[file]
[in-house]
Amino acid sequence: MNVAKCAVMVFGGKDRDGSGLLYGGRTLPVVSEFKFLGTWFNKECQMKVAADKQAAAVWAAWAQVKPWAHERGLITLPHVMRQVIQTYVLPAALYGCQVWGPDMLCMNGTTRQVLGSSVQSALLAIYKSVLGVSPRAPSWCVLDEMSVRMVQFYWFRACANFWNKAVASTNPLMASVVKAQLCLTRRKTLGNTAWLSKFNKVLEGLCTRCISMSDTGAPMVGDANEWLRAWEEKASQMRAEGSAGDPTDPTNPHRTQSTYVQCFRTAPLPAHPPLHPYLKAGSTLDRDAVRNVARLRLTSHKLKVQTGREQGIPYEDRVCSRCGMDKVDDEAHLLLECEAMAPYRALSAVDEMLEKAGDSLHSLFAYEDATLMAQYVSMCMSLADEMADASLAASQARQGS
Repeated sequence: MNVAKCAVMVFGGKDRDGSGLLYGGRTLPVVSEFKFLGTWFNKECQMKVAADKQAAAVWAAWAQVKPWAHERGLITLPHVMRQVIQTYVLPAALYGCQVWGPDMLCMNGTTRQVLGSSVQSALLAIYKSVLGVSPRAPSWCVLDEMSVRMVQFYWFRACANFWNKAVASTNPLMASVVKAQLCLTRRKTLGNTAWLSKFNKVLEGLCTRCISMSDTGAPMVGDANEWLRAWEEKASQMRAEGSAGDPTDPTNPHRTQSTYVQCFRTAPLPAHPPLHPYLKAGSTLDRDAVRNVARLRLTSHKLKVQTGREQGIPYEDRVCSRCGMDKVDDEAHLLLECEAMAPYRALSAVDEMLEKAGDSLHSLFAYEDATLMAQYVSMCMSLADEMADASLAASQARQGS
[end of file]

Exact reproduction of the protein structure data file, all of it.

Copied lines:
[in-house]
Amino acid sequence: MNVAKCAVMVFGGKDRDGSGLLYGGRTLPVVSEFKFLGTWFNKECQMKVAADKQAAAVWAAWAQVKPWAHERGLITLPHVMRQVIQTYVLPAALYGCQVWGPDMLCMNGTTRQVLGSSVQSALLAIYKSVLGVSPRAPSWCVLDEMSVRMVQFYWFRACANFWNKAVASTNPLMASVVKAQLCLTRRKTLGNTAWLSKFNKVLEGLCTRCISMSDTGAPMVGDANEWLRAWEEKASQMRAEGSAGDPTDPTNPHRTQSTYVQCFRTAPLPAHPPLHPYLKAGSTLDRDAVRNVARLRLTSHKLKVQTGREQGIPYEDRVCSRCGMDKVDDEAHLLLECEAMAPYRALSAVDEMLEKAGDSLHSLFAYEDATLMAQYVSMCMSLADEMADASLAASQARQGS
Repeated sequence: MNVAKCAVMVFGGKDRDGSGLLYGGRTLPVVSEFKFLGTWFNKECQMKVAADKQAAAVWAAWAQVKPWAHERGLITLPHVMRQVIQTYVLPAALYGCQVWGPDMLCMNGTTRQVLGSSVQSALLAIYKSVLGVSPRAPSWCVLDEMSVRMVQFYWFRACANFWNKAVASTNPLMASVVKAQLCLTRRKTLGNTAWLSKFNKVLEGLCTRCISMSDTGAPMVGDANEWLRAWEEKASQMRAEGSAGDPTDPTNPHRTQSTYVQCFRTAPLPAHPPLHPYLKAGSTLDRDAVRNVARLRLTSHKLKVQTGREQGIPYEDRVCSRCGMDKVDDEAHLLLECEAMAPYRALSAVDEMLEKAGDSLHSLFAYEDATLMAQYVSMCMSLADEMADASLAASQARQGS